Don't take offense unless you have to...
Were you really offended or are you just wondering? Are you sure it was MEANT to be offensive? I've been in the position where people joke and are inconsiderate, or trying to be funny (and failing). A single time wouldn't get me worried about it, unless it was an egregious insult -- but this doesn't sound like it affected you that badly -- you're almost wondering if you should be offended. Was it a dumb joke, not told at your expense, but instead just flat? Does this person make similar, weak-humour attempts with other people? Maybe this is just them trying to break the ice... and maybe feeling just as awkward when they were trying to come off an jovial and friendly. Heck, it could even be a therapy assignment for the guy.
Maybe he was trying to play off the fact that you weren't interested in his great idea of you changing so much in your life on a whim just to be at a different location.
He might not even be aware that you paid any attention to what he said.
If it really bothers you, I can recommend taking a gentle approach and ask. But try to talk to him without any fear or assumptions that it was an intentional insult, a dig, or whatever. You're going to ask him for more information, but you're not going to assume that he going to answer any one way or another.
Wait until you can approach him in a low-key, casual way and ask if you can talk to him for a second -- preferably ask when you can do it reasonably privately... there's nothing like telling someone, in the middle of a group of people, "I need to talk to you." That just sounds omminous and challenging. Sometimes, people will react badly just because they think that need to "save face". It can be as simple as a quiet "hey, you got a second?", and turn a little away from anyone near by, for a private conversation. Unless he's dense, he'll know that you want to discuss something privately.
The less-stressful you can make it appear, the less he'll be thinking about who's watching, "what will so-and-so think about this? How should I act? Am I under attack? Should I be all 'official'?" Done correctly, he'll be thinking, "oh, he has something he wants to share with me..." and it's almost a reward to him that you're taking him into your confidence. Maybe you want his advice, or maybe you're taking him up on that great idea he had, etc.
Just ask him about it, without being offended. "I was trying to figure out what you meant when you said ..." It will help if you can bring yourself to actually be curious.
You can also express concern, "I was just wondering if everything's OK. The other day, you said ... " -- Meaning, "so, are we good?" but implying "you said something that seems out of character for you, and I was wondering if there's something 'wrong between us'".
I think that if this can be done casually and quietly, he'll wind up being able to think more about how what he said sounded instead of thinking about "this guy's trying to make me look bad." That's not what you're trying to do. You're just looking for some clarification, in a calm and curious way.
Many people aren't aware of the effect that their words have on others... some (a small number, I hope) also don't care what effect their words have. Some people, if questioned, will feel awkward and the need to protect -- in an offensive way. I think that the majority of people would care if something that they said was misunderstood or misintrepretted, especially if that something could be misunderstood as being purposely offensive. The less awkward you can make someone feel, the more they'll be able to listen without the need to defend. You're trying to get them on your side. By asking for clarification, or even expressing concern over THEIR feelings, you've given them a "good" part to play, and things may get cleared up quickly, with benefits all round.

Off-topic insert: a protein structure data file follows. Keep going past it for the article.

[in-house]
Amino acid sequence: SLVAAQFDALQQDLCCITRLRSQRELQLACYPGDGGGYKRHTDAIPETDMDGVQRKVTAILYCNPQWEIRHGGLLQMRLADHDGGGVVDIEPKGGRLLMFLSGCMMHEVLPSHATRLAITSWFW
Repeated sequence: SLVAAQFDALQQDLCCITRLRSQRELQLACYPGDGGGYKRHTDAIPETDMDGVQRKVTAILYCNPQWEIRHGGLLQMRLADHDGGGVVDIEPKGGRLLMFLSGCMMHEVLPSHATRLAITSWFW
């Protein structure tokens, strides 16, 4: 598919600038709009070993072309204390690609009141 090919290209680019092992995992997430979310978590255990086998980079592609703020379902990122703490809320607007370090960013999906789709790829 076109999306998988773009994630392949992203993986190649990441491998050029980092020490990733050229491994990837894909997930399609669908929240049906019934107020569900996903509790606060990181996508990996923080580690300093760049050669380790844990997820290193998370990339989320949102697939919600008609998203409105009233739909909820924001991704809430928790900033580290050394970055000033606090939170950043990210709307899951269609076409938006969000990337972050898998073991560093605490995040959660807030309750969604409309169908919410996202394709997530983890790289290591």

You can be more direct, if you feel the need, "You said ... and I just wanted to know if you meant ..." but that is more likely to put a person on the defensive, and people in positions of power don't always deal well with being on the defensive. Sometimes, being on the defensive will make people behave less rationally. Sometimes, just calling someone's attention to something they did, without forcing them into a position where they feel the need to defend themselves, is enough to bring about corrections in behaviour.
One of the keys to all of the above is your not being on the defensive, either.
You're not trying to make the person look bad, you're not trying to blame or shame, you're not the "wounded party" (implying they're the bad guy).
I've also been in the position where people try to make someone the butt of a joke -- a little dig or sometimes a "joking" insult, or even a direct insult. If that's the case, the above can still work, but you can be less "curious" and more matter of fact. You still don't want to try to make the person look bad. Even badly behaving people have face to save. Being plain and matter-of-fact can help deal with this, especially when you're not taunting or threatening them.
If you ever get to the point where you really are, seriously, offended, then it may be beyond that "I want to discuss something with you" and it may be the point where you want to start documenting things. Calmly and clearly. And you don't have to have anything to do with the other person at that point other than behave professionally. And at that point, calmly approaching HR with your issue is professional. Calmly so you don't look like you're going to freak out and sue everybody - which makes the COMPANY feel defensive. You want the company to be on your side.
Oh, well, look at the time (length). I've gone on too long. I hope it turns out well, no matter what your actions. Do keep us apprised of the situation.